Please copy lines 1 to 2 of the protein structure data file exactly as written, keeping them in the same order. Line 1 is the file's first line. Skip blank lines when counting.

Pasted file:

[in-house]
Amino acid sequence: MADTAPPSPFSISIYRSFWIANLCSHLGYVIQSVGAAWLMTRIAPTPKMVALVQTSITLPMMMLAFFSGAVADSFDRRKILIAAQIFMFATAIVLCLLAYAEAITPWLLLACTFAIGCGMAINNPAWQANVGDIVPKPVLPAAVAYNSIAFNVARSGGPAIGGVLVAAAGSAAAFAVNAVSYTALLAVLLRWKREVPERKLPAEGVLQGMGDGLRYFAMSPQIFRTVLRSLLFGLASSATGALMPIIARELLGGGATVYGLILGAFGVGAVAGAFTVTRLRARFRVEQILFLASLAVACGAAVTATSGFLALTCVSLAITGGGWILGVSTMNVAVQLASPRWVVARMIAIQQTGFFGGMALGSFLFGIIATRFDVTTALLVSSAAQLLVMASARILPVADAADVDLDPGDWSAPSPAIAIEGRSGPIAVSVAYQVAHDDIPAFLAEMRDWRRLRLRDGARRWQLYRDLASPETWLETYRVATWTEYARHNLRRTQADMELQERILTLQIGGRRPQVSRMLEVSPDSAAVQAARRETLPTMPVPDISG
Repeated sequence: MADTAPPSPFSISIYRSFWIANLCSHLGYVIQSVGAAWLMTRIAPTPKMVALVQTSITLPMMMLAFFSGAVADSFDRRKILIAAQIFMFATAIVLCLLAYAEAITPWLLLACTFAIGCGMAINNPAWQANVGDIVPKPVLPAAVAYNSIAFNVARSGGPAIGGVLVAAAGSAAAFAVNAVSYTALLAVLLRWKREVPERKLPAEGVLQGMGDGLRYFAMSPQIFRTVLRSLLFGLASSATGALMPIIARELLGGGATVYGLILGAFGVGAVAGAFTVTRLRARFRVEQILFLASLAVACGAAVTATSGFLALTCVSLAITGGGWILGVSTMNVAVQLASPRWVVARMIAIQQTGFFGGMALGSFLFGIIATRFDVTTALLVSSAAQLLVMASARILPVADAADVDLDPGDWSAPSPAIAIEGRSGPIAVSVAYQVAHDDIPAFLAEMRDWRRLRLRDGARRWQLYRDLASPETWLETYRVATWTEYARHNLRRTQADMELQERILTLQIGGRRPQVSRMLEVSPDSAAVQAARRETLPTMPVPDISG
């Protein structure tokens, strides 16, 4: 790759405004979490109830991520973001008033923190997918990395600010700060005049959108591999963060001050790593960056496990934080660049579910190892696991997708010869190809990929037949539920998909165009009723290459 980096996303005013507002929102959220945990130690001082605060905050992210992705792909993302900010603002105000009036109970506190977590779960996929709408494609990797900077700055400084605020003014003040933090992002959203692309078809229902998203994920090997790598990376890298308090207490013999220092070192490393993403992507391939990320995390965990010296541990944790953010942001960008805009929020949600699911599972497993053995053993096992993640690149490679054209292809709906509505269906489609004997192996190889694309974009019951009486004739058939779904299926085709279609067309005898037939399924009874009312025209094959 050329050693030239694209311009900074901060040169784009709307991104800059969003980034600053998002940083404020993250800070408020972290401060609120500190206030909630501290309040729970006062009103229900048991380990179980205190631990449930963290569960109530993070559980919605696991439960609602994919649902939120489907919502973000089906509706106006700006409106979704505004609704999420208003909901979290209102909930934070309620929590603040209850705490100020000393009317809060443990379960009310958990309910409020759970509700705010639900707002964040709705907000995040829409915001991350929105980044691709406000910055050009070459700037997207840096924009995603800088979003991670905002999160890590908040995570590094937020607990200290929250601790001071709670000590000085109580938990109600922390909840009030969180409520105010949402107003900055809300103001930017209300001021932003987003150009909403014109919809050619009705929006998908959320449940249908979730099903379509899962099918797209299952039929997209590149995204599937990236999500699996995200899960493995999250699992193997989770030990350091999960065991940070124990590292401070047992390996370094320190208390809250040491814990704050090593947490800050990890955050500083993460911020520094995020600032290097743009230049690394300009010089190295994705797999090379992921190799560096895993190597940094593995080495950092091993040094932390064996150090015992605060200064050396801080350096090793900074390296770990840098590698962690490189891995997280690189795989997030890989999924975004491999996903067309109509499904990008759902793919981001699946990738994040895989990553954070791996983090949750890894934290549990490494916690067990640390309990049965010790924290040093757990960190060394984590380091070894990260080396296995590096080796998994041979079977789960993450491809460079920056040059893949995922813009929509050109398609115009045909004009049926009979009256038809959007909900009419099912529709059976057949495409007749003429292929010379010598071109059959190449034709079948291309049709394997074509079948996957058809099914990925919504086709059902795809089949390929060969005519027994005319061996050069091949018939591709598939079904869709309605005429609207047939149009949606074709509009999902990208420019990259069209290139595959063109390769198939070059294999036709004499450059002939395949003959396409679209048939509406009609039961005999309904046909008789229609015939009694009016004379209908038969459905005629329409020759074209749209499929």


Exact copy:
[in-house]
Amino acid sequence: MADTAPPSPFSISIYRSFWIANLCSHLGYVIQSVGAAWLMTRIAPTPKMVALVQTSITLPMMMLAFFSGAVADSFDRRKILIAAQIFMFATAIVLCLLAYAEAITPWLLLACTFAIGCGMAINNPAWQANVGDIVPKPVLPAAVAYNSIAFNVARSGGPAIGGVLVAAAGSAAAFAVNAVSYTALLAVLLRWKREVPERKLPAEGVLQGMGDGLRYFAMSPQIFRTVLRSLLFGLASSATGALMPIIARELLGGGATVYGLILGAFGVGAVAGAFTVTRLRARFRVEQILFLASLAVACGAAVTATSGFLALTCVSLAITGGGWILGVSTMNVAVQLASPRWVVARMIAIQQTGFFGGMALGSFLFGIIATRFDVTTALLVSSAAQLLVMASARILPVADAADVDLDPGDWSAPSPAIAIEGRSGPIAVSVAYQVAHDDIPAFLAEMRDWRRLRLRDGARRWQLYRDLASPETWLETYRVATWTEYARHNLRRTQADMELQERILTLQIGGRRPQVSRMLEVSPDSAAVQAARRETLPTMPVPDISG